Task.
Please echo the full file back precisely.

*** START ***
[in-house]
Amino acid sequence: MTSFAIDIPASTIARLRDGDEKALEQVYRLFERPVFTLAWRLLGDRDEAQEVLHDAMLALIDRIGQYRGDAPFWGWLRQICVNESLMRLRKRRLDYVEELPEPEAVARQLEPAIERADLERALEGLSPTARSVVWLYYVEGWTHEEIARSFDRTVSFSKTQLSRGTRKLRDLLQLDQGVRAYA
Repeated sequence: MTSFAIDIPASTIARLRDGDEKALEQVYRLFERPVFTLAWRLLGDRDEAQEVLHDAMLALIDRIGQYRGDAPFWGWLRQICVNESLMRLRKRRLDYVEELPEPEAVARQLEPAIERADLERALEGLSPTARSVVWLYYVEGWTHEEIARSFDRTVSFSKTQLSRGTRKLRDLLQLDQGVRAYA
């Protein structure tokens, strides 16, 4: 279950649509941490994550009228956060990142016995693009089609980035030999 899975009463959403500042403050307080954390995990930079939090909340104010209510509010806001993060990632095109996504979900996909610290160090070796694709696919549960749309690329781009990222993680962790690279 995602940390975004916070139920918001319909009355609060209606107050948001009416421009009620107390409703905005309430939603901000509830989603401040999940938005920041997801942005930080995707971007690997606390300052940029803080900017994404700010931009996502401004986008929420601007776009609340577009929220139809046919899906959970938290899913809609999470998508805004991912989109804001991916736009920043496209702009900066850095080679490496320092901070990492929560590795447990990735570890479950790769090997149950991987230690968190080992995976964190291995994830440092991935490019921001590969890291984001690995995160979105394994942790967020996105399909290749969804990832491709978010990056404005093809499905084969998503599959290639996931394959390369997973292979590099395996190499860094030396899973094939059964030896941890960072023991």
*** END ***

[in-house]
Amino acid sequence: MTSFAIDIPASTIARLRDGDEKALEQVYRLFERPVFTLAWRLLGDRDEAQEVLHDAMLALIDRIGQYRGDAPFWGWLRQICVNESLMRLRKRRLDYVEELPEPEAVARQLEPAIERADLERALEGLSPTARSVVWLYYVEGWTHEEIARSFDRTVSFSKTQLSRGTRKLRDLLQLDQGVRAYA
Repeated sequence: MTSFAIDIPASTIARLRDGDEKALEQVYRLFERPVFTLAWRLLGDRDEAQEVLHDAMLALIDRIGQYRGDAPFWGWLRQICVNESLMRLRKRRLDYVEELPEPEAVARQLEPAIERADLERALEGLSPTARSVVWLYYVEGWTHEEIARSFDRTVSFSKTQLSRGTRKLRDLLQLDQGVRAYA
């Protein structure tokens, strides 16, 4: 279950649509941490994550009228956060990142016995693009089609980035030999 899975009463959403500042403050307080954390995990930079939090909340104010209510509010806001993060990632095109996504979900996909610290160090070796694709696919549960749309690329781009990222993680962790690279 995602940390975004916070139920918001319909009355609060209606107050948001009416421009009620107390409703905005309430939603901000509830989603401040999940938005920041997801942005930080995707971007690997606390300052940029803080900017994404700010931009996502401004986008929420601007776009609340577009929220139809046919899906959970938290899913809609999470998508805004991912989109804001991916736009920043496209702009900066850095080679490496320092901070990492929560590795447990990735570890479950790769090997149950991987230690968190080992995976964190291995994830440092991935490019921001590969890291984001690995995160979105394994942790967020996105399909290749969804990832491709978010990056404005093809499905084969998503599959290639996931394959390369997973292979590099395996190499860094030396899973094939059964030896941890960072023991």